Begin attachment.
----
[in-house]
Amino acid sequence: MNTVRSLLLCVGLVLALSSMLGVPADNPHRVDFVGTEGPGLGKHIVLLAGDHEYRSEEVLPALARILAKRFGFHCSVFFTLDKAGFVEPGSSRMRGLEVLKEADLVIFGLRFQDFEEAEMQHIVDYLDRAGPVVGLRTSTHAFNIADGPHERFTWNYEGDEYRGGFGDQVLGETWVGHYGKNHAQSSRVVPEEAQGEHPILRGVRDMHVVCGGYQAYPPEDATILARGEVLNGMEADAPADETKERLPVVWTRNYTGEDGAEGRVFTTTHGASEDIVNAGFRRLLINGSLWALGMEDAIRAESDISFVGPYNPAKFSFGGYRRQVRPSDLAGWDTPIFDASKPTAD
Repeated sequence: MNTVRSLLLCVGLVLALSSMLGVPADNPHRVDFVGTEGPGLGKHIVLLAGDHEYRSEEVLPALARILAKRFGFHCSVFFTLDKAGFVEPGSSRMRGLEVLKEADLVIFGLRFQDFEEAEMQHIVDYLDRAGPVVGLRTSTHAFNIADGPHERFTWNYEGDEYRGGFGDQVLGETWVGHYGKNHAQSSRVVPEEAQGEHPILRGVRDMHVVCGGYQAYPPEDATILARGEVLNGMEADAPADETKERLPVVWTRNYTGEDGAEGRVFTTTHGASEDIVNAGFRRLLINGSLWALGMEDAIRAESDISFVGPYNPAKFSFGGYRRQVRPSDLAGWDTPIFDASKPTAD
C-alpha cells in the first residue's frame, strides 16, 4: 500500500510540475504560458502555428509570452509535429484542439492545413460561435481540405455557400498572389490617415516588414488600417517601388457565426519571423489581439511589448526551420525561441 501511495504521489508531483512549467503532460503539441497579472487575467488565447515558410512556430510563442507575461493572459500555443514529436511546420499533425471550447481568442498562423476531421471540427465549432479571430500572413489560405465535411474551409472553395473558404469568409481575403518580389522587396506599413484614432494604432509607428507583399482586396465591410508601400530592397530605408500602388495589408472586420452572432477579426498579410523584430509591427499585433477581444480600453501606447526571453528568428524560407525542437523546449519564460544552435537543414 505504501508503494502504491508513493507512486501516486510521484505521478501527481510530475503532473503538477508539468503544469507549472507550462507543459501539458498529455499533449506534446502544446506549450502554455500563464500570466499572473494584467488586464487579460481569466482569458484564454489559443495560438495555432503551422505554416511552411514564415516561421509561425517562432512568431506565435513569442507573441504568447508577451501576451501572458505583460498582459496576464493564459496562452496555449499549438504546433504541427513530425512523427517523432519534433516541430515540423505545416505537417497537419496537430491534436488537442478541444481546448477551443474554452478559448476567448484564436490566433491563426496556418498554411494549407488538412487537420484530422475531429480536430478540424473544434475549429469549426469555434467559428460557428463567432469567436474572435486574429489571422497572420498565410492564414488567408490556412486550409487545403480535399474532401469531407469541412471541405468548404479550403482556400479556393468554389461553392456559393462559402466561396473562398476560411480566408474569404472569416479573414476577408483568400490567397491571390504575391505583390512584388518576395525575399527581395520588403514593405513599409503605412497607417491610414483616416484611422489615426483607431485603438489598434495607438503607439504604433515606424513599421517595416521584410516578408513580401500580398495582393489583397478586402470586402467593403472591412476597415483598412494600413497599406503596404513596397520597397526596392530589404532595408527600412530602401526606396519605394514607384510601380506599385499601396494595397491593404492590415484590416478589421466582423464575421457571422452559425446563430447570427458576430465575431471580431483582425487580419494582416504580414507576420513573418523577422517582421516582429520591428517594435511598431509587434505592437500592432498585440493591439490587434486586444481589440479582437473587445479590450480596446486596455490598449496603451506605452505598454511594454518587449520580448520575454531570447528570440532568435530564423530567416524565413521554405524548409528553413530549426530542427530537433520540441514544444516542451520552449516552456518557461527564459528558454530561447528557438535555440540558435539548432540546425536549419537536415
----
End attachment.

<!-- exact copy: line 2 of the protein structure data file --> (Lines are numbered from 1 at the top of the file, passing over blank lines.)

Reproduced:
Amino acid sequence: MNTVRSLLLCVGLVLALSSMLGVPADNPHRVDFVGTEGPGLGKHIVLLAGDHEYRSEEVLPALARILAKRFGFHCSVFFTLDKAGFVEPGSSRMRGLEVLKEADLVIFGLRFQDFEEAEMQHIVDYLDRAGPVVGLRTSTHAFNIADGPHERFTWNYEGDEYRGGFGDQVLGETWVGHYGKNHAQSSRVVPEEAQGEHPILRGVRDMHVVCGGYQAYPPEDATILARGEVLNGMEADAPADETKERLPVVWTRNYTGEDGAEGRVFTTTHGASEDIVNAGFRRLLINGSLWALGMEDAIRAESDISFVGPYNPAKFSFGGYRRQVRPSDLAGWDTPIFDASKPTAD